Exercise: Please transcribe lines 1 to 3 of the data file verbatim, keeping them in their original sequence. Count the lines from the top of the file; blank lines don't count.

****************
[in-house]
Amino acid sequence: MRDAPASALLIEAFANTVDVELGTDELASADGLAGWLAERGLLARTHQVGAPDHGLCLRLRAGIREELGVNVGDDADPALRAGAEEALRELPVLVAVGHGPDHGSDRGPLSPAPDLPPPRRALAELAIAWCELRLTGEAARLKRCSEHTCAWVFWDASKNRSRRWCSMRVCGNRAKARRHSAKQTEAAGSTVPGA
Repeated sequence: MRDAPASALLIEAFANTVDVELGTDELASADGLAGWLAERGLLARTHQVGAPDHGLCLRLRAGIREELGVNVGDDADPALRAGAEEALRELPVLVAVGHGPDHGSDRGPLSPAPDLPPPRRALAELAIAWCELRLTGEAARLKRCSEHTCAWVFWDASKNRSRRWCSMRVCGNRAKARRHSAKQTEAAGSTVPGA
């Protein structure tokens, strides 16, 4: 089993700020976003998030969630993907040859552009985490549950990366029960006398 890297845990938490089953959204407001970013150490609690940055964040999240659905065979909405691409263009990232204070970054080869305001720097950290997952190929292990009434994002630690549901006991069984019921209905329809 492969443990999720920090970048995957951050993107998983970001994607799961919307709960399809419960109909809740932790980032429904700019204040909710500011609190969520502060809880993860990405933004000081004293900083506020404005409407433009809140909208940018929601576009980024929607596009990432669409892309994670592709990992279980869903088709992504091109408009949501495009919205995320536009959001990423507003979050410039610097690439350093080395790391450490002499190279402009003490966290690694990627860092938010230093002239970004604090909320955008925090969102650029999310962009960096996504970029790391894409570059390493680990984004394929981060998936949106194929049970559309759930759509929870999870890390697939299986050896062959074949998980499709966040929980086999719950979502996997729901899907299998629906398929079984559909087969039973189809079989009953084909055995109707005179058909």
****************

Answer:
[in-house]
Amino acid sequence: MRDAPASALLIEAFANTVDVELGTDELASADGLAGWLAERGLLARTHQVGAPDHGLCLRLRAGIREELGVNVGDDADPALRAGAEEALRELPVLVAVGHGPDHGSDRGPLSPAPDLPPPRRALAELAIAWCELRLTGEAARLKRCSEHTCAWVFWDASKNRSRRWCSMRVCGNRAKARRHSAKQTEAAGSTVPGA
Repeated sequence: MRDAPASALLIEAFANTVDVELGTDELASADGLAGWLAERGLLARTHQVGAPDHGLCLRLRAGIREELGVNVGDDADPALRAGAEEALRELPVLVAVGHGPDHGSDRGPLSPAPDLPPPRRALAELAIAWCELRLTGEAARLKRCSEHTCAWVFWDASKNRSRRWCSMRVCGNRAKARRHSAKQTEAAGSTVPGA